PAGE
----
Post lockdown, my trips to the multiplex are gathering pace with the appetite of a recovering addict suddenly let loose. Oddly, it seems to have been sequels week between my earlier jaunt to see Spiral, the latest Saw film and now this.
The Quiet Place 2 is the first of the films held back from screens for over a year, not to have been released to premium streaming services that I’ve gone to see. I first saw the trailer in the early part of 2020, when it was set for a spring release and shortly before the pandemic lockdown literally made the world a quiet place.
The Quiet Place was kind of a sleeper hit, I guess. I saw it on April 9, 2018 (yes, I keep records) and I reviewed it here. My feeling (for those of you who can’t be bothered looking back) was summed up in the last line; “Overall, completely satisfying and unlike any film we’ve seen before. I’ll go on record though and say that the worst thing that could happen, in my opinion, is for this concept to become a franchise. We don’t need a sequel, though I fully expect one. “
That notion might seem a little bit harsh, but the concept of having to keep totally silent, or you’ll be eaten although novel and original, is one that can’t be revisited too often – it’ll fall flat and wear thing very quickly, especially given the volume that a lot of cinema goers eat at. Then, there are the monsters themselves. We don’t actually get a really good look at them. The editing is rapid, so you know what you’re looking at, more-or-less but they don’t get too familiar a sight. That’s how you keep this kind of monster frightening. There’s very little that’s more terrifying than something you can’t fully see, but you see enough of to know to keep well away from it. Then, another pitfall would be to explain where they came from and why they’re here. We don’t need that. The fact that they’re here is enough.
As the first film begins, we see there are very few people left. We follow a family of survivors, we aren’t actually told much about the monsters at all, except for seeing newspaper headlines explaining that they’re blind and they home in on sound. If they can’t hear you, you’re probably safe. If they do, you’re in for a swift and merciless end. I rewatched the original a couple of days before seeing this sequel and it really paid off. In fact, if I were to offer one piece of advice to anybody considering watching this, it’d be to make sure that you see the original film first. If you don’t, then you’re probably wasting money because no explanations are given.
Alarm bells rang, not only on the screen, but also in my head when the film began. We’re back to day one, and the arrival of whatever they are (we literally don’t even know what they’re called – except they’re a bit like four legged giant armoured spiders). There’s a strange smoke or vapour trail in the sky on a summer day of little league baseball which suddenly turns to carnage. As soon as this sequence is over, we’re back exactly where we left the family (or what remains of it) at the end of the previous film. Emily Blunt as the mother Evelyn Abbott stands poised, rifle in hand, resolute look on her face, knowing that the answer to their problems might lie in the discovery made by her deaf daughter Regan (Millicent Simmonds – who really carries most of the film).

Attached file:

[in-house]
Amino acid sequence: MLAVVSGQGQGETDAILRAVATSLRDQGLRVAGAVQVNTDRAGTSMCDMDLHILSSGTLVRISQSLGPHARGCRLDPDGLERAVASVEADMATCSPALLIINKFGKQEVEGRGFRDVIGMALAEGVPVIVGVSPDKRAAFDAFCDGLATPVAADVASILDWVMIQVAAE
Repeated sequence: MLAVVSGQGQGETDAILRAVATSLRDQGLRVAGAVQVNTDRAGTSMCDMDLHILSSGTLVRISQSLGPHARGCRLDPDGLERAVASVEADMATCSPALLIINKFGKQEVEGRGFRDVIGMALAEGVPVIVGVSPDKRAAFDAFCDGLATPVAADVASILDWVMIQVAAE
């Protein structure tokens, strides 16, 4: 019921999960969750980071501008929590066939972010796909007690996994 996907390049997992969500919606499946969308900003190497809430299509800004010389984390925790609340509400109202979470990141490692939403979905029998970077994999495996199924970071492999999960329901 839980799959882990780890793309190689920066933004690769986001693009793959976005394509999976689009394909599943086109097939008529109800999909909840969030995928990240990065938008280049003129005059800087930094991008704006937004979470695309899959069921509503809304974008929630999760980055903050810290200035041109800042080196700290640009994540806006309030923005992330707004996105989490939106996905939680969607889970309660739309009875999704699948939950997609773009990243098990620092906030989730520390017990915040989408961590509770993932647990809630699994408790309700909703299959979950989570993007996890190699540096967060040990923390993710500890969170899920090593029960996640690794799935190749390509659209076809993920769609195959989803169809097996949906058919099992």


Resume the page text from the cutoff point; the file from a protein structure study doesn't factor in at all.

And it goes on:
The problem with a solution is often how to apply it.
This is where the film really begins as the Abbott family split up with Regan going on her own quest to find a way of further weaponizing her solution with a more widespread effect, after Evelyn has taken the family in search of their closest neighbour and friend, a couple of days walk away, now that cars aren’t viable.
Although the film moves at a fair pace, the mid-section is very reminiscent of any episode of The Walking Dead, but then there’s not a great deal you can do in scenes of weary, grubby survivors in a post apocalypse wandering around stealthily, trying not to get eaten, I guess.
What immediately relieves the impending tedium is a dramatic sleight of hand, used very effectively though it’s deceptively simple. Action scenes involving Regan are intercut between her perspective with no sound at all to reflect her deafness, and a normal one with the sound turned up – in this case, neighbour Emmett (Cillian Murphy).
Again, despite being a constant threat, the monsters are largely kept to a glimpse here and there, we never see a long, lingering shot of the whole thing in the frame so we can get a really good look at it. They’re always on the move. In this way, it’s as clever and cunning a means of keeping up their menace as was used in Alien (1979). It’s at the third act that we see one more in broad daylight.
Adding to the menace of course is what has happened to society. Inevitably people have gone feral and are turning viciously on each other. In the case of this story, it took less than a year and a half for people to turn as predatory as the forces that threaten us. (Yep, sounds about right).
Essentially, this is a sequel that I originally thought was needless – but as it progressed, won me over. It’s, as the title suggests, literally part 2 of the ongoing story, picking everything up at the second the first part finished. In fact, despite the actors, particularly the younger cast members, having aged a couple of years – it’s all carried off so well, you’d think that the two movies were filmed back-to-back. (They weren’t. I checked.)
Don’t be surprised if they’re all back for another sequel to make it a trilogy, but that might be pushing it.
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